Last January I asked from a political novice standpoint, why do we caucus? What makes the system of attending a small group meeting better than just going to the booth and voting. And while some of my questions were answered by folks who know a whole lot more than me about inside party politics, I still have to wonder about the whole process.
The questions come up because I am right now sitting in the National Guard Armory in Owatonna, watching mostly nothing. It's primary election day in Minnesota, yet hardly anyone is out voting. What is the purpose of having the caucus process if we still have to have a primary election to pick our candidates? Or the question could be why do we have to have a primary election when almost all of the candidates have been chosen?
I understand that there are still some races that will be won or lost today. Al Franken is facing a surprising challenge in the DFL Senate race. And here in the 1st congressional district, two Republicans (Dick Day and Brian Davis) are facing off to see who will face off against Rep Tim Walz. I did some reading on both of the candidates and couldn't find any major differences in their positions. In the end, I picked Day because he's from my hometown and I've met him on several occasions.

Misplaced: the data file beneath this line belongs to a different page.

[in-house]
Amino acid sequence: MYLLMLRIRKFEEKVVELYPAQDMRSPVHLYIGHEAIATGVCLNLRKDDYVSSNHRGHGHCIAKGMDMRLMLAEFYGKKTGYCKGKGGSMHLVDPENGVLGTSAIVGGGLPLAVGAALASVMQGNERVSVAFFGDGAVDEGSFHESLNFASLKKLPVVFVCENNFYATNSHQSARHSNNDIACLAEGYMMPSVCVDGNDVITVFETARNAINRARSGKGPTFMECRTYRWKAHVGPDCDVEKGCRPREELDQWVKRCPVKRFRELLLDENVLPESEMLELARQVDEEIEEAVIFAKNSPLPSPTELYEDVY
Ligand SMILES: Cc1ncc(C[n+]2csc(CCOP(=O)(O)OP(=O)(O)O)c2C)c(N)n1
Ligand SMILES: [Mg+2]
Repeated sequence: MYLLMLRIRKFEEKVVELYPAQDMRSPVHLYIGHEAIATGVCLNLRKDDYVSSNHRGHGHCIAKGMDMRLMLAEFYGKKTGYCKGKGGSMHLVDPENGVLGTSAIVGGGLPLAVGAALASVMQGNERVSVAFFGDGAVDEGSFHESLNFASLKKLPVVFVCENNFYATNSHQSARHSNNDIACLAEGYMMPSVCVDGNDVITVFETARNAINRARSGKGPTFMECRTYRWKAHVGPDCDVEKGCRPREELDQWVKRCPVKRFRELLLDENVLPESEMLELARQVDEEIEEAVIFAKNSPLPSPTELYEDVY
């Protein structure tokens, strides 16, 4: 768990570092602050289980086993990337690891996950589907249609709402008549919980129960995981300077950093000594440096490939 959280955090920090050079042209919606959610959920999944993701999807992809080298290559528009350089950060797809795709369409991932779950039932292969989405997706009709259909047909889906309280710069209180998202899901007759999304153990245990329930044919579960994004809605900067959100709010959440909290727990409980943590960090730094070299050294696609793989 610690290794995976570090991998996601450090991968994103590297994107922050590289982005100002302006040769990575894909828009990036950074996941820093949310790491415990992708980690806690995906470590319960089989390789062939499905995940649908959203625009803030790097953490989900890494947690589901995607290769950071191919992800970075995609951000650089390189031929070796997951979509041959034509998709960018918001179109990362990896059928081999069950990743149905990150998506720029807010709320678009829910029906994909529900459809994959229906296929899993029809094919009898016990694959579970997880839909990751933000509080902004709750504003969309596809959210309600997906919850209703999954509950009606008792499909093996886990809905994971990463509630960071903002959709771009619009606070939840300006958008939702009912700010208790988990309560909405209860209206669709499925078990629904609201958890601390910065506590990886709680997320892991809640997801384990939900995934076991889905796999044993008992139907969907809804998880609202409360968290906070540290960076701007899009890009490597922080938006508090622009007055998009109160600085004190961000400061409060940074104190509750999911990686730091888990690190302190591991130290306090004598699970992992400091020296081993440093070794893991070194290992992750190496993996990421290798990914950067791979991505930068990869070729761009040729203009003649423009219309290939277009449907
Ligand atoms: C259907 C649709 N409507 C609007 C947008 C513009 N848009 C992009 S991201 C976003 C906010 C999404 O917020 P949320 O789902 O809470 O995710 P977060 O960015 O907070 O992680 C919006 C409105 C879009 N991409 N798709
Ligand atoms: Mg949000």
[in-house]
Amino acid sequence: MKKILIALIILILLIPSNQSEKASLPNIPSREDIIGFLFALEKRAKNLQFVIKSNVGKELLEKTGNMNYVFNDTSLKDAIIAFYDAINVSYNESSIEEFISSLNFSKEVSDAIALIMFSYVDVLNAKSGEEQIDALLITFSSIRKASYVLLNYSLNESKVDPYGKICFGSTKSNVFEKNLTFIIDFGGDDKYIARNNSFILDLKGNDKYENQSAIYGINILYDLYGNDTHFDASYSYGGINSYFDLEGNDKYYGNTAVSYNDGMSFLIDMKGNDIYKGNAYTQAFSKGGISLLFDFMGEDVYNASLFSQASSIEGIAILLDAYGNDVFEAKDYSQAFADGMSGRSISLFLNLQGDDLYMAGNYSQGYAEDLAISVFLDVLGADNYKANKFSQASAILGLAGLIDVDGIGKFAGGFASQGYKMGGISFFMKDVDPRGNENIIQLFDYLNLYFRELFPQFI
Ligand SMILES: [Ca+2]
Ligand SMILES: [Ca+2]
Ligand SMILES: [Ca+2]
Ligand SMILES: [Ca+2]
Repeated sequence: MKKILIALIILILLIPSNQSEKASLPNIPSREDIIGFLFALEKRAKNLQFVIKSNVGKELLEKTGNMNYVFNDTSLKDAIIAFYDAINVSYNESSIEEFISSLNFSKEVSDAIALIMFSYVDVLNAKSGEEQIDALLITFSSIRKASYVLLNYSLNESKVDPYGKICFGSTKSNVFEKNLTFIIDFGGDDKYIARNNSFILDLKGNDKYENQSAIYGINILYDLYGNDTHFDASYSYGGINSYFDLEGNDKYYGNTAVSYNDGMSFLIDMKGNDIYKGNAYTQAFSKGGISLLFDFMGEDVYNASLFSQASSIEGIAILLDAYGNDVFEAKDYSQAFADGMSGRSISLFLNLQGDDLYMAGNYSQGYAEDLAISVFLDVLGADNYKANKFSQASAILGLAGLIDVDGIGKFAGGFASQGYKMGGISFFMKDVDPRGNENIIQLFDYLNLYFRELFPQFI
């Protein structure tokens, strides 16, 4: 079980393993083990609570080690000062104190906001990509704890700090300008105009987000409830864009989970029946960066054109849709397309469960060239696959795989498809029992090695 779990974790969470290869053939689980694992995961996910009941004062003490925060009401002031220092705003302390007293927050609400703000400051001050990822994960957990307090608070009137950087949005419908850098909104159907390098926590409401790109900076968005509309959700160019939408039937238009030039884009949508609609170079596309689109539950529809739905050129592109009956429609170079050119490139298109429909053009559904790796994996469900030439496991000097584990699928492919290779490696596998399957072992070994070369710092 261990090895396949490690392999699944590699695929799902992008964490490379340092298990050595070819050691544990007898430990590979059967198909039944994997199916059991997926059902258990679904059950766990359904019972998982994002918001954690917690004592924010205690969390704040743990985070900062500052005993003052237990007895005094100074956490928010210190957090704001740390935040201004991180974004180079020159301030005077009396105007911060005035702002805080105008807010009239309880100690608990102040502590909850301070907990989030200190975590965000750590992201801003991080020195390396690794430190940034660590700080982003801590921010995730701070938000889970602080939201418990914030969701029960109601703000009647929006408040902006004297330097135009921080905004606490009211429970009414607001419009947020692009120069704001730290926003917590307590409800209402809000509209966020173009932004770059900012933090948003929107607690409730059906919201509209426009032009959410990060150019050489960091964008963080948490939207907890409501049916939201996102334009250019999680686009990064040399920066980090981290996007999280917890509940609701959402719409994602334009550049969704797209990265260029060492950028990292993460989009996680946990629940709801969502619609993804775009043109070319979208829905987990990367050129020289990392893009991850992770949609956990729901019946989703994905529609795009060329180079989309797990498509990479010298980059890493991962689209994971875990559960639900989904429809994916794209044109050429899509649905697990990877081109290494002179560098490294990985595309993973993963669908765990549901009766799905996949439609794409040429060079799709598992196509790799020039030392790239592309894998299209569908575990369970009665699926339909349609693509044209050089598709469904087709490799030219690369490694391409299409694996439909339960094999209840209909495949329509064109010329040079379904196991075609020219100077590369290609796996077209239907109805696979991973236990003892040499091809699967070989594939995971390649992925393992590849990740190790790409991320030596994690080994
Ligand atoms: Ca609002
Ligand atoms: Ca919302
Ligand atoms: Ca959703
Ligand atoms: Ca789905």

So today, the taxpayers of Minnesota are paying for an election that hardly anyone will come to vote in. In 2004, 76% of Minnesotans came out to vote for president. In 2002, 64% came out to vote for the house and senate races. Today, the secretary of state is estimating 10-15 percent will come out to vote.
It's 8:00 now, and the polls have just closed. Since I can't leave until the election judges are done, I guess I should be happy that they don't have too many votes to count.